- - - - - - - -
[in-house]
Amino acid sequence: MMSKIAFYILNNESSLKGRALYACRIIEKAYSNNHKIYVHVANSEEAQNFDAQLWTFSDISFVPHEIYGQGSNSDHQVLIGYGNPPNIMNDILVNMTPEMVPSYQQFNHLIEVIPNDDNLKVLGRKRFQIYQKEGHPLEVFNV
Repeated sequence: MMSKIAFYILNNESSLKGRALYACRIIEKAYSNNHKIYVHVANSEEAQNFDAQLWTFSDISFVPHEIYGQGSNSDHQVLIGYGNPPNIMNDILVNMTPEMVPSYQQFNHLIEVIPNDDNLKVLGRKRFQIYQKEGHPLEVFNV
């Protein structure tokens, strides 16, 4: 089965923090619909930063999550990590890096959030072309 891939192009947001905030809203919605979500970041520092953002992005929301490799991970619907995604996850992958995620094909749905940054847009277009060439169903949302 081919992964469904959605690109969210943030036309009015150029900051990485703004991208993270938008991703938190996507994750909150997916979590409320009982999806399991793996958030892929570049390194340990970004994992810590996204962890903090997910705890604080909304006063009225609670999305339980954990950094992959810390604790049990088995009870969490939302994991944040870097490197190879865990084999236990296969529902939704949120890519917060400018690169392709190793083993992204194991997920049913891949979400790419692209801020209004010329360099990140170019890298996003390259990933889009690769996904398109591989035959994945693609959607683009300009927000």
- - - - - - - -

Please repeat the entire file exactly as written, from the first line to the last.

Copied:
[in-house]
Amino acid sequence: MMSKIAFYILNNESSLKGRALYACRIIEKAYSNNHKIYVHVANSEEAQNFDAQLWTFSDISFVPHEIYGQGSNSDHQVLIGYGNPPNIMNDILVNMTPEMVPSYQQFNHLIEVIPNDDNLKVLGRKRFQIYQKEGHPLEVFNV
Repeated sequence: MMSKIAFYILNNESSLKGRALYACRIIEKAYSNNHKIYVHVANSEEAQNFDAQLWTFSDISFVPHEIYGQGSNSDHQVLIGYGNPPNIMNDILVNMTPEMVPSYQQFNHLIEVIPNDDNLKVLGRKRFQIYQKEGHPLEVFNV
């Protein structure tokens, strides 16, 4: 089965923090619909930063999550990590890096959030072309 891939192009947001905030809203919605979500970041520092953002992005929301490799991970619907995604996850992958995620094909749905940054847009277009060439169903949302 081919992964469904959605690109969210943030036309009015150029900051990485703004991208993270938008991703938190996507994750909150997916979590409320009982999806399991793996958030892929570049390194340990970004994992810590996204962890903090997910705890604080909304006063009225609670999305339980954990950094992959810390604790049990088995009870969490939302994991944040870097490197190879865990084999236990296969529902939704949120890519917060400018690169392709190793083993992204194991997920049913891949979400790419692209801020209004010329360099990140170019890298996003390259990933889009690769996904398109591989035959994945693609959607683009300009927000």